18th Biennale of Sydney

It’s been an enjoyable Biennale this year, spread across inner Sydney. My Biennale started in late June with a visit to the AGNSW After After Hours. It’s great to see the gallery looking so revitalised; it has opened right out after the the Kaldor bequest renovations.

The highlights for me at AGNSW were textured pieces. Thai artist Nipan Oranniwesna’s ‘City of Ghost’ (2007) was subtle and elegant. The smell of baby powder against the minute detail and scale of the imaginary city was a delight. Colombian Juan Manuel Echavarría’s ‘Requiem NN’ really told the story of the ‘No Name’ gravesites over time with the lenticular prints (where the image changes depending on the viewing angle): simple and engaging. I’m also drawn to the power of framing variations on a theme in a repeating grid – the lenticular treatment only adds to the effect.

I also enjoyed Binh Danh‘s chlorophyll prints, where found images pertaining to the Vietnam War are transferred onto living matter. It’s a great implementation of the idea of ‘traces’. I attended a ‘masterclass’ with Binh at ACP; more on that in the previous post.

A few days later I dropped into the MCA. Highlights there included Liu Zhouquan’s Where are you (2012) and Inkwili (2011) from Nicholas Hlobo.

At Cockatoo Island I found far and away my favourite piece of the Biennale: Hylozoic Series: Sibyl (2012) by Canadian architect Philip Beesley. This was another marvellous textured piece, and one that responded to audience movements, sounds and body heat with shimmers and pulses of its own. In the accompanying video on BOS18, the artist talks about “nearly living systems” and the curiosity they invoke. This was a genuinely uplifting installation: beautiful, optimistic, subtle and sophisticated.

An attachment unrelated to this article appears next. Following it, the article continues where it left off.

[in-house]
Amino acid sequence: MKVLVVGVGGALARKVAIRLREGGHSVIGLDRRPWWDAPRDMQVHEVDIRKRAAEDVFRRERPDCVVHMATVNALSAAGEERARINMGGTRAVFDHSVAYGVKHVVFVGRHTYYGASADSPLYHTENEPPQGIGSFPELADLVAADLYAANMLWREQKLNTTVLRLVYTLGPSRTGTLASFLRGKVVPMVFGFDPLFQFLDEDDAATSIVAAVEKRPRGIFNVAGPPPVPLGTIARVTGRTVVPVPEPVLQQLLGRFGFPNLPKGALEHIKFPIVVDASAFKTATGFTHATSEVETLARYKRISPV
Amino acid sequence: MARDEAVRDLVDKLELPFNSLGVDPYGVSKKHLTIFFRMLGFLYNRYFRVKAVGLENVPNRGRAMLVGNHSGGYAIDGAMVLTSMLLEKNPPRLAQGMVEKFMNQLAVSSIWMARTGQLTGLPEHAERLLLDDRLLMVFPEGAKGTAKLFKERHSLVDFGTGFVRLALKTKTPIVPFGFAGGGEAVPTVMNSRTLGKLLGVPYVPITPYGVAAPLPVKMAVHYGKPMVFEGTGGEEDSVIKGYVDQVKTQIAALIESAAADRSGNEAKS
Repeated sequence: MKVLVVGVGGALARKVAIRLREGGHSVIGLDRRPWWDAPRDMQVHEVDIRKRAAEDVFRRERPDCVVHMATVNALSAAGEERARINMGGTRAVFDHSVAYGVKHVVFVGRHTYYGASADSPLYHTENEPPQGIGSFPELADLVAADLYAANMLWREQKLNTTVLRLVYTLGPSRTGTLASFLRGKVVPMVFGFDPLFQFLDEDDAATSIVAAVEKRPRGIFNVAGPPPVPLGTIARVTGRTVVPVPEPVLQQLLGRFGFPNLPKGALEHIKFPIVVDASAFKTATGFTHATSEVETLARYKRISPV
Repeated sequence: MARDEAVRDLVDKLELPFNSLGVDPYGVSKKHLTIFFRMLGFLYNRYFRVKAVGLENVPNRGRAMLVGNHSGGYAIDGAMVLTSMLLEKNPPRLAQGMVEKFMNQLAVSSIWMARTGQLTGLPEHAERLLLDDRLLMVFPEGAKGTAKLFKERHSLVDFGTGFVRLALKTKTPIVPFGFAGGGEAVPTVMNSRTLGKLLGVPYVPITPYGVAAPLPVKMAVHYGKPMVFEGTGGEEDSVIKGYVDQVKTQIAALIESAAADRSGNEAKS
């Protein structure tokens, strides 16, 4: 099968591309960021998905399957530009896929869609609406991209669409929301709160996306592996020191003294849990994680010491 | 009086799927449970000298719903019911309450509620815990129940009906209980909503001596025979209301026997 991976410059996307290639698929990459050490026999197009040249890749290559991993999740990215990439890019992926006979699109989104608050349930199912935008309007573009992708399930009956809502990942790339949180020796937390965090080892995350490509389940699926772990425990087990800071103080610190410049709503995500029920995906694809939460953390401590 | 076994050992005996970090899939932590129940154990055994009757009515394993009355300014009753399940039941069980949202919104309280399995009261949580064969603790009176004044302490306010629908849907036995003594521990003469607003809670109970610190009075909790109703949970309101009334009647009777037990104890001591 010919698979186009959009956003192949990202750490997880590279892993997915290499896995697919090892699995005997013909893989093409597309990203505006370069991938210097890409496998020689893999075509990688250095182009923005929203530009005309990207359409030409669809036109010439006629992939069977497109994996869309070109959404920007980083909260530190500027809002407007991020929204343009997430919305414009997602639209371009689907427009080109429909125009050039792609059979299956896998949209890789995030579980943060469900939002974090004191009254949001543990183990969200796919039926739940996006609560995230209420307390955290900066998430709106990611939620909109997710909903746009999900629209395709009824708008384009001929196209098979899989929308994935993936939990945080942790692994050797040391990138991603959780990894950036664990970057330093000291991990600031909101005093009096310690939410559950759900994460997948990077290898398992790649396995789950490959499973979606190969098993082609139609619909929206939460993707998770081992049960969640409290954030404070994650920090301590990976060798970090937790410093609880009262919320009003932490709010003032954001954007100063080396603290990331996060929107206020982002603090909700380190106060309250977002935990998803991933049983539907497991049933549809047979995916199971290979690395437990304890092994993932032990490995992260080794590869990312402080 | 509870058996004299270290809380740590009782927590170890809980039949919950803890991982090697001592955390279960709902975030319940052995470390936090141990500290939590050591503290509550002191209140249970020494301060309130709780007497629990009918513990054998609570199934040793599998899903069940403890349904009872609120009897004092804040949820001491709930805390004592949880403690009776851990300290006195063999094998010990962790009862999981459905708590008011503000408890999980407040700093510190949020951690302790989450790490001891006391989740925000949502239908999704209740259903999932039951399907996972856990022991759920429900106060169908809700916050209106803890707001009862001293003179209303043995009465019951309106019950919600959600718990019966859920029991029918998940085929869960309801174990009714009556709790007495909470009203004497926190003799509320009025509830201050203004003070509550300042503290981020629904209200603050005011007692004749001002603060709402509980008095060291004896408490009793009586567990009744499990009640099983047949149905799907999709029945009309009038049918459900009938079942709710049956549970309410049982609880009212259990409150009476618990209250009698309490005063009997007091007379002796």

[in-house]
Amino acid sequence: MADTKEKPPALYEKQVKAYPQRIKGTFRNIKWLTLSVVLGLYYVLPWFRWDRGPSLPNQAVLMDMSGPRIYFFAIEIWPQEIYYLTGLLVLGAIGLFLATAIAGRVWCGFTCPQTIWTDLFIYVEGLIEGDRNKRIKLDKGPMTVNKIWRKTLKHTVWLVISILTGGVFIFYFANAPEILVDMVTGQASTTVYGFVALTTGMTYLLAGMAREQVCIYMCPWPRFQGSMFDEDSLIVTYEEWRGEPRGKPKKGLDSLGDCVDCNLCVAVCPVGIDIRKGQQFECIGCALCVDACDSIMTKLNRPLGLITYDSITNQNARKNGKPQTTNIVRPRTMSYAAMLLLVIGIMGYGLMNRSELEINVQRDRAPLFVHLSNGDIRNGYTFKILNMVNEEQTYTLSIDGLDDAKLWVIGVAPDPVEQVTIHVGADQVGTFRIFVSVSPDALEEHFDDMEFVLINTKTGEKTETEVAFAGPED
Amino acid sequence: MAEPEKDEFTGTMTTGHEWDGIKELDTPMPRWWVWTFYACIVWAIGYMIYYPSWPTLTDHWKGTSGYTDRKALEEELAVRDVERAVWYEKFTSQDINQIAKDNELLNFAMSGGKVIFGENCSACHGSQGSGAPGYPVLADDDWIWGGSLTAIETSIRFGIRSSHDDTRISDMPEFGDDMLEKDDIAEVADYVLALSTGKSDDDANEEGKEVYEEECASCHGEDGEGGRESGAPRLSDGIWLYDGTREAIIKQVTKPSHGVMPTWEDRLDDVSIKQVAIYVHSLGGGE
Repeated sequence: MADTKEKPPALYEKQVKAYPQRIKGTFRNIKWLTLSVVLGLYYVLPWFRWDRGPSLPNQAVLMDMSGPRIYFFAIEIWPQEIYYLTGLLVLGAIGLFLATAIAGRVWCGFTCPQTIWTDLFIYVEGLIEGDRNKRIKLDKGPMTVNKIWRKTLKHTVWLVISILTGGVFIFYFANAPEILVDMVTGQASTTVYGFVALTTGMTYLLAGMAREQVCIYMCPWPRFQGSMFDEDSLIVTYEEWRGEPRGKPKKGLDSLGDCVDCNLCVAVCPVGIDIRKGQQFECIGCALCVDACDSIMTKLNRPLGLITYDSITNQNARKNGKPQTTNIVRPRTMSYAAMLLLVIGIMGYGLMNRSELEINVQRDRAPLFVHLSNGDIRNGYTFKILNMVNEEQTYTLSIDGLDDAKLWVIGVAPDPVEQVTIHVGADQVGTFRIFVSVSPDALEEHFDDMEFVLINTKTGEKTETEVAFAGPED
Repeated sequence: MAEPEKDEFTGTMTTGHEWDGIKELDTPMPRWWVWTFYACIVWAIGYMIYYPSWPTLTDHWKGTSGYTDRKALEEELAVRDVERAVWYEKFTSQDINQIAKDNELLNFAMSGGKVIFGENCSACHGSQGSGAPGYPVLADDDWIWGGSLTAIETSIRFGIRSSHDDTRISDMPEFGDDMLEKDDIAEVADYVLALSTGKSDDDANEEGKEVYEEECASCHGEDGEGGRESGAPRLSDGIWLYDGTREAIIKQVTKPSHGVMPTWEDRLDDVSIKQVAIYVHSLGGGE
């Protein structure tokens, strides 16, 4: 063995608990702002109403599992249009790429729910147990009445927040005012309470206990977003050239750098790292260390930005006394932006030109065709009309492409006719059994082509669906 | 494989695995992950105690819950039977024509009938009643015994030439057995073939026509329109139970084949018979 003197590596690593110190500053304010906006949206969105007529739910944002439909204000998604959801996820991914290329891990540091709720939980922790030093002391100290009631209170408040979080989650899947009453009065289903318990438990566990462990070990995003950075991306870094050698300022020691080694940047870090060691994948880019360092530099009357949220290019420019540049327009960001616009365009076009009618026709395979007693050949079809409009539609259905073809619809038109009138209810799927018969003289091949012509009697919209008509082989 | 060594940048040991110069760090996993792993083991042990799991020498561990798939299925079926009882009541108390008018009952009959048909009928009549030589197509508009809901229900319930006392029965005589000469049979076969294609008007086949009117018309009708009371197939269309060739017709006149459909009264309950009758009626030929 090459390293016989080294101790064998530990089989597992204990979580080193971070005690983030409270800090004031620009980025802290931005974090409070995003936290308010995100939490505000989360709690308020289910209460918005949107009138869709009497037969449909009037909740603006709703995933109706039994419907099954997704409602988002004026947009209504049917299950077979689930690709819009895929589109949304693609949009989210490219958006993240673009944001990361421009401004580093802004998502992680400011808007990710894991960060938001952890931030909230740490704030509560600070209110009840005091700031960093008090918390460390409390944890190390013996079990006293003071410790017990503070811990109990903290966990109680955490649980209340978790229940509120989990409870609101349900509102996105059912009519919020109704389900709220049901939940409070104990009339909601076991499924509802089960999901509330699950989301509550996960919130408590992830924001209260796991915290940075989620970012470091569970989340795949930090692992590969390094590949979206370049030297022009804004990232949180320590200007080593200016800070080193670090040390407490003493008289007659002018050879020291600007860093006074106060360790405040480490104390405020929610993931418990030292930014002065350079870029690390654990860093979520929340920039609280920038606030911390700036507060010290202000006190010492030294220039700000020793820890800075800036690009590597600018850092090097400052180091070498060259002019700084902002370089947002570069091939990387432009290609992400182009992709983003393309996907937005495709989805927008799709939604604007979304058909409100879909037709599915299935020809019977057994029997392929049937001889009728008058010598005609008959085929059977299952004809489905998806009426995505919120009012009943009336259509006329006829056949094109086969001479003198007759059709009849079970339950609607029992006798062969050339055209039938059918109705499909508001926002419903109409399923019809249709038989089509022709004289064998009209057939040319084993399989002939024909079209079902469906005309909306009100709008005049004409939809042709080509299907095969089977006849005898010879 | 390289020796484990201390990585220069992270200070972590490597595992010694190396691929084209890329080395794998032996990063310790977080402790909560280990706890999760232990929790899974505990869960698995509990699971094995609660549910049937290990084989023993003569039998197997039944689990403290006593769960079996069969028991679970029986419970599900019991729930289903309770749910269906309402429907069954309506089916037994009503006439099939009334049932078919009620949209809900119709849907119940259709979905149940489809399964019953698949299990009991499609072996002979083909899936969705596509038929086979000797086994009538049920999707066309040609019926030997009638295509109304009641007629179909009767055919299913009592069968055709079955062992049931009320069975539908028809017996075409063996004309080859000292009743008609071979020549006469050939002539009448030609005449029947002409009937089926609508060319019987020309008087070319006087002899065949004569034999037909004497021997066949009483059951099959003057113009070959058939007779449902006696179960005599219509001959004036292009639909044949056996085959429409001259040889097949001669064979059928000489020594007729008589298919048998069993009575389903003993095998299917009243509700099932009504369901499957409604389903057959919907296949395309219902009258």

The organisors should be credited with trying to stem the flow of the crowd through the exhibit, as it is far more effective with limited numbers. The difference between my first visit (on a Friday) and my second (the following Sunday) was pronounced though: the higher traffic on the weekend had obviously damaged the work, as the volunteers were unable to stop people, particularly children, roughly pulling and prodding. It was amazing that such a fragile work had held together so well.

A few other great pieces were local artist Jonathan Jones’ untitled (oysters and tea cups) in homage to Bennelong, Knock On The Sky Listen To The Sound (2011) from Tiffany Singh, and New Zealander Peter Robinson’s Snow Ball Blind Time / Gravitas Lite, which dominated one of the workshop rooms with oversized polystyrene chains. The perfect fit of form and content to setting was almost startling. I’m not sure of title, however. The artist’s website contracticts what’s on the BOS18 site.

This is a minor criticism overall: the details on the website were obviously provided beforehand, and were in some cases quite out of date. Added to the poor photos of the installations and artworks, bos18.com is a bit of a let down.

Supporting material aside, BOS18 has been enjoyable and provoking. Cockatoo Island continues to improve as a venue, and including the city’s other major art spaces in the action has made for an impressive event. Sometimes it’s splendid to live in Sydney…

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Posted on August 9, 2012

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